I see that many of you had some really bad experiences with ACE/School of Tomorrow. However, just because you had a bad experience at your "school" does not make all the curriculum bad. I have 2 sons that have used ACE and love it. One is now a sophomore in college. I called him after reading all your horrible comments and experiences. He told me that it was a "nearly perfect curriculum". It allowed him to work at his own pace and learn what they offered or reach past the basics and learn so much more. He graduated from high school with honors and scored exceptionally well on the ACT. He loves learning. He did not attend one of the schools your talked about. He was homeschooled and maybe that made for a better all around experience. The other one is a freshman in high school and has used ACE for most of his education. One year he even attended an ACE private school. However, it did not resemble the schools in your descriptions at all. Yes, they had rules and order in the classroom (which is what most public schools lack today). We left the ACE curriculum once, but came back at his request. It's concise, often reviews past information taught, and checks progress often. Don't be so quick to "throw the baby out with the bath water" You must have attended unsatisfactory schools, but the curriculum is well written, offers a complete education and absolutely does not fall into the lines of a cult.
The problem with the ACE system is the fact that there are no teachers to teach the students.
Now in comparison to conventional schools, look at the ACE system. A student learns by reading the text. In other words, there are no lectures of material, with the exception of daily morning chapel, physical education, and in ABCs of ACE (k-5 level.) If a student does not not complete the assigned pages of his work, he is required to take the balance home as homework. There were occasional science projects written into the Science PACEs, but since each student works at his own speed, the possibility of group projects (that also build social interaction skills) does not exist. With the exception of the PACE test, Student grades his own work. With that said, student is expected to monitor his own progress while pursuing his goals. Students have fewer methods of learning (no group study is possible) and are bombarded with opportunities to cheat the system by memorizing answers from Key, and scoring inaccurately. Monitors took on the roll of compliance enforcement in two ways. First of all, the monitor scores the entire PACE before the student is signed off to take the Self Test. Violations are punished with one green talley (or demerit) per violation. On occasion, the monitor may go through every students' PACEs checking for discrepancies and rewarding them accordingly. Physical Education was the most common time for monitors to do their snooping. I remember one day I got two talleys and had squeaked by the rest of the day with no other talleys. When returning from physical education, I saw a note on the front of my Social Studies PACE with 5 check marks beside page numbers. with a note that said "You have 5 green talleys." I think that was the first time I ever uttered curses on the system. I got paddled the next day. The system sets a student up for failure. And encourages a student to cheat and try to beat the system. I felt like I had to cheat the system just to survive in that school.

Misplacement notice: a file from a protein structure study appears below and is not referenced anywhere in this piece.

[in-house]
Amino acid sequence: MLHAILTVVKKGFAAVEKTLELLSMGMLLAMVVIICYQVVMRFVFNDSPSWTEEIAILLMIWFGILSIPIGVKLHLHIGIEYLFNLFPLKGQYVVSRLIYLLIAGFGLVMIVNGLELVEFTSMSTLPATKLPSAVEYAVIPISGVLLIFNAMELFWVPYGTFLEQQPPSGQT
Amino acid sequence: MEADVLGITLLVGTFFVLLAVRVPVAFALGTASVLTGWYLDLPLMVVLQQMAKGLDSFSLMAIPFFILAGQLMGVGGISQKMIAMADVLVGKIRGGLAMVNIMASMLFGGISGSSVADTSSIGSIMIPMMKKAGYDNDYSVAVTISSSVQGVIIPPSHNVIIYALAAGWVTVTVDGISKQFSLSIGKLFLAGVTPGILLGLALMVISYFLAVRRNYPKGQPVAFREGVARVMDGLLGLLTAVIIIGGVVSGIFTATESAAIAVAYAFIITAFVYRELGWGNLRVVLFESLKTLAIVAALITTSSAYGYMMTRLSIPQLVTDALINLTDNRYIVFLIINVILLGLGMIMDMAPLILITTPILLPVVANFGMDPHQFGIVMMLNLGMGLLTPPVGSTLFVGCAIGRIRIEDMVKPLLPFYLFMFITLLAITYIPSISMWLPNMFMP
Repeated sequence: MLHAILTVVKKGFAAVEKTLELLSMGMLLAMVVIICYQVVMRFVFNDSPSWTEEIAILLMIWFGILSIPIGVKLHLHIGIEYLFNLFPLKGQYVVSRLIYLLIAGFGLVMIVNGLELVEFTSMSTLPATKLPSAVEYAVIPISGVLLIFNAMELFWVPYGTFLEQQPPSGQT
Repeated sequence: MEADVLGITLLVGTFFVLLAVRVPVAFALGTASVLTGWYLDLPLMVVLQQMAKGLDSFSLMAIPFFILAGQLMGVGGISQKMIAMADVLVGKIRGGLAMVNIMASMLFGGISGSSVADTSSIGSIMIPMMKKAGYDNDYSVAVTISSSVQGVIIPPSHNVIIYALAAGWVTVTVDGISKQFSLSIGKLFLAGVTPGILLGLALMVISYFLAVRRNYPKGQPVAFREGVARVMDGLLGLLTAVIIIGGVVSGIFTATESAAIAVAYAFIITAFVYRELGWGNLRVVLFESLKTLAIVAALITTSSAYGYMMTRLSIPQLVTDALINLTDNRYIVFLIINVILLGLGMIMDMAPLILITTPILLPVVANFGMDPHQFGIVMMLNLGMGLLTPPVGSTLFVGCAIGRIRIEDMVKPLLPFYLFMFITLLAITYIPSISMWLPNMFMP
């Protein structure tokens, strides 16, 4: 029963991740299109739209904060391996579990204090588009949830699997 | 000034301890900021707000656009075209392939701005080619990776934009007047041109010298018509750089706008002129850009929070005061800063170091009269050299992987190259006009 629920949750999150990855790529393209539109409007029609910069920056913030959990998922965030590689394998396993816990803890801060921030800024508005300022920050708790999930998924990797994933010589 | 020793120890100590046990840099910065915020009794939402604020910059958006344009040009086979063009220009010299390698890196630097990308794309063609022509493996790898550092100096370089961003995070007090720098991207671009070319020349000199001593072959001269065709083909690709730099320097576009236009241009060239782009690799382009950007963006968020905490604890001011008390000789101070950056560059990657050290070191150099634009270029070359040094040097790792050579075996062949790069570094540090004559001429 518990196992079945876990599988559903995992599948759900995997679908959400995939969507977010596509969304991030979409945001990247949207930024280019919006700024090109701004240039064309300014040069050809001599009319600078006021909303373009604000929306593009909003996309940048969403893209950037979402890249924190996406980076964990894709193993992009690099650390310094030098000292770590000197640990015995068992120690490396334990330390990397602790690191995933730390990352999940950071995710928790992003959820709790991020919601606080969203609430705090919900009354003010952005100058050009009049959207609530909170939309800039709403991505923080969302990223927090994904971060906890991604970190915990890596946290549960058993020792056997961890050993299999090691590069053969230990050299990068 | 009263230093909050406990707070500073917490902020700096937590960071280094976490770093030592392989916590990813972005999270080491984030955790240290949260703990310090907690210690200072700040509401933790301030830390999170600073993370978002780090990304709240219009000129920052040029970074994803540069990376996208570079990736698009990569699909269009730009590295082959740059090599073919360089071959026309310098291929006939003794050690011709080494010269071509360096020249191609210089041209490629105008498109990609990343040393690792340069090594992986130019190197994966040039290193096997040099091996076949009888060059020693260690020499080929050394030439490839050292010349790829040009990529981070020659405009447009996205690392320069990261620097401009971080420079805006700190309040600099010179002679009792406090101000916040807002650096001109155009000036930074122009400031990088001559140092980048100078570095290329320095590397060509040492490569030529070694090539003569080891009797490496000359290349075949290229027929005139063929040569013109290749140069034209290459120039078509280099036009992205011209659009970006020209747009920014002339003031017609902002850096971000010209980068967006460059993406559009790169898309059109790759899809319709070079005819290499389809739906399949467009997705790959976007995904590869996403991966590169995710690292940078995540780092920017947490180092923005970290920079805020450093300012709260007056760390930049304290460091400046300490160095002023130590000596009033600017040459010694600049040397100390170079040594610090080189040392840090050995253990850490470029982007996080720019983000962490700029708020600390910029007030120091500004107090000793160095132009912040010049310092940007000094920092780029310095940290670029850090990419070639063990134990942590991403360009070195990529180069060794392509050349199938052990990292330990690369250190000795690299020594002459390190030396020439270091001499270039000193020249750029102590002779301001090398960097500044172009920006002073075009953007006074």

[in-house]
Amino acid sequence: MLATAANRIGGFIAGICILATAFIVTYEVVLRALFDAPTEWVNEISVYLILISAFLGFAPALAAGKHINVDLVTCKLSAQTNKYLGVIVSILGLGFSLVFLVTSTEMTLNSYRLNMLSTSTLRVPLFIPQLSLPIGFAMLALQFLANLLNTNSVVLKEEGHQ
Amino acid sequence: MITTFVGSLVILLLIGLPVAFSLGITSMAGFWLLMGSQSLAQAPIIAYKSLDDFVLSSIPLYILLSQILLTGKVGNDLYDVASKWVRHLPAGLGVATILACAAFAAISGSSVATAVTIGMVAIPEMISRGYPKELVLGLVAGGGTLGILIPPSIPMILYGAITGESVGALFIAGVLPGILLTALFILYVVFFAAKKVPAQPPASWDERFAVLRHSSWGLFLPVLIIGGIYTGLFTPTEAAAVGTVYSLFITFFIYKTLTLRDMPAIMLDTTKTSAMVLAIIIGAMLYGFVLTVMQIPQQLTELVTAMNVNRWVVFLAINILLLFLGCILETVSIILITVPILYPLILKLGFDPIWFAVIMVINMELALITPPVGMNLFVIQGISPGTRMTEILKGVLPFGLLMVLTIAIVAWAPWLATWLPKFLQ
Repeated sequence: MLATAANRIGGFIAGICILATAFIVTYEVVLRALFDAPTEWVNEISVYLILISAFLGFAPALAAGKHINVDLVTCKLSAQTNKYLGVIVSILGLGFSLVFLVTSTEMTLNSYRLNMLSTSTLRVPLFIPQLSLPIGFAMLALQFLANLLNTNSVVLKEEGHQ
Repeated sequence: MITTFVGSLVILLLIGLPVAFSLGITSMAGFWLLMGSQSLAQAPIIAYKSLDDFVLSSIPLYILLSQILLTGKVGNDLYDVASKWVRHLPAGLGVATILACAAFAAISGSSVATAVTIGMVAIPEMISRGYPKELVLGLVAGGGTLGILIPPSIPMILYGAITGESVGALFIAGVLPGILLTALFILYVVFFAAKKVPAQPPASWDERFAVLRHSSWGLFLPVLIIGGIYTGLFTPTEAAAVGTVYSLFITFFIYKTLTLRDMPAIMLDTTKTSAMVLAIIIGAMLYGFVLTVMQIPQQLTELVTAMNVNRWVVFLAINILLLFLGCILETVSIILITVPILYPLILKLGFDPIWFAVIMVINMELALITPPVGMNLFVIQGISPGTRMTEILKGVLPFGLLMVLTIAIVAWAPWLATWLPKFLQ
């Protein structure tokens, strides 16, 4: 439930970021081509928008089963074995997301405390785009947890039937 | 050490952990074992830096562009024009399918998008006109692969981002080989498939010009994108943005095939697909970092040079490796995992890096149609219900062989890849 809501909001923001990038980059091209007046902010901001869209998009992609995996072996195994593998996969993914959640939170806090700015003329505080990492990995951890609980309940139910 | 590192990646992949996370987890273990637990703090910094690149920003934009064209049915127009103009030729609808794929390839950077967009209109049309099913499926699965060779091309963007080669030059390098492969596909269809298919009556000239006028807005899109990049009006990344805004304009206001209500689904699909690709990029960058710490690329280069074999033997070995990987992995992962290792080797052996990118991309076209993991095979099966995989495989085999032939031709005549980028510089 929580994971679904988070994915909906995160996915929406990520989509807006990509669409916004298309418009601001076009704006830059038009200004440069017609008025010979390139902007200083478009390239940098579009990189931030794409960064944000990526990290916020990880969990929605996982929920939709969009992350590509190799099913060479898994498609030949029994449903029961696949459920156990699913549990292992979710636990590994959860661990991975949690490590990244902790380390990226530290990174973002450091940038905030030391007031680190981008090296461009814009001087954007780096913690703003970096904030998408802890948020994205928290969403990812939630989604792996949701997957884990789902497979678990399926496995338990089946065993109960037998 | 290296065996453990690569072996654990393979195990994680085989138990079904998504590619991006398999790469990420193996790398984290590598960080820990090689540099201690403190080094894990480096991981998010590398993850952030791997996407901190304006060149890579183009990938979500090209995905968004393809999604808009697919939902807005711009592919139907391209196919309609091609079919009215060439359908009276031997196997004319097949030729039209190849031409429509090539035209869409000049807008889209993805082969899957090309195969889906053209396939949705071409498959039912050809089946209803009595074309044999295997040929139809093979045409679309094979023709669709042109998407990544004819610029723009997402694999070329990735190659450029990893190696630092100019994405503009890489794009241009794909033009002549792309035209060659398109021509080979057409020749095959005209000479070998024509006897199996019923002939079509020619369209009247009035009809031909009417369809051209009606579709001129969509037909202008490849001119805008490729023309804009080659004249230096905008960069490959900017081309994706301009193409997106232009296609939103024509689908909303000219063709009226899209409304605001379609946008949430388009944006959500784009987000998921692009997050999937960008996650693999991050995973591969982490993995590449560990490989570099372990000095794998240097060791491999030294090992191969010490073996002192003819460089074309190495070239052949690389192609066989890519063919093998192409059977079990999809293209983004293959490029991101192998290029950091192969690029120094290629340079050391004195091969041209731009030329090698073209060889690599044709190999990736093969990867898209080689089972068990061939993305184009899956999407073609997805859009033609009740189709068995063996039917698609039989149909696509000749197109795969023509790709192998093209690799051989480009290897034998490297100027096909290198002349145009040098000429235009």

Why compare the two systems? To prove that the ACE system puts too much on the student to learn. Matthew 23:4 references the words of Christ, when he rebuked the scribes and Pharasees for putting heavy loads on the backs of the laborers, with they themselves remain unwilling “to lift a finger.” The system allows too many ways for students to beat the system. It is very easy for the smarter students to simply learn material to pass the PACE tests. Because most (if not all) of the questions were pulled directly from the PACEs. Of course the student will love that. But academically it hurts the student. And the student doesn't have a clue.
The fact that your son is a sophomore in college is more of an exception to the rule. Most of the students that attended my ACE school did not go to college. One third to one half of them did not finish high school.
The rules of the school seemed to take precedence over the curriculum and instruction. I can quote to you the ACE handbook under "Standards of Conduct." "Students of this school are expected to refrain from talking about or enguaging in cheating, smoking, swearing, listening to rock music, drinking alcoholic beverages, and using narcotics. Students who participate in such activity are subject to suspension. Students are expected to act in accordingly, maintaining Christian standards of... meekness, morality, and honesty. If a student is aware of another participating in such activity he should immediately report it to a supervisor. THIS IS NOT TATTLING! All it takes for evil to triumph is for good men to do nothing."
What happened to this concept? When you see your brother in sin, you go to him privately. That's Biblical. You don't immediately report him. But the ACE handbook says you find someone doing something and you report him. So in other words ACE wants people to stick their noses in other people's business and snitch on them. That is totally against what the Bible says. "He that passeth by, and meddleth with strife belonging not to him, is like one that taketh a dog by the ears." (Proverbs 26:17, King James Version)
The problem with the ACE system is the fact that its participants do not realize the mess until later in life. Your children may have loved it, but but it probably hurt their development. One year in an ACE school will not hurt a child. But nine years of it definitely hurt me.
I don't know what else to say. The ACE system is no way to "Train up a child..."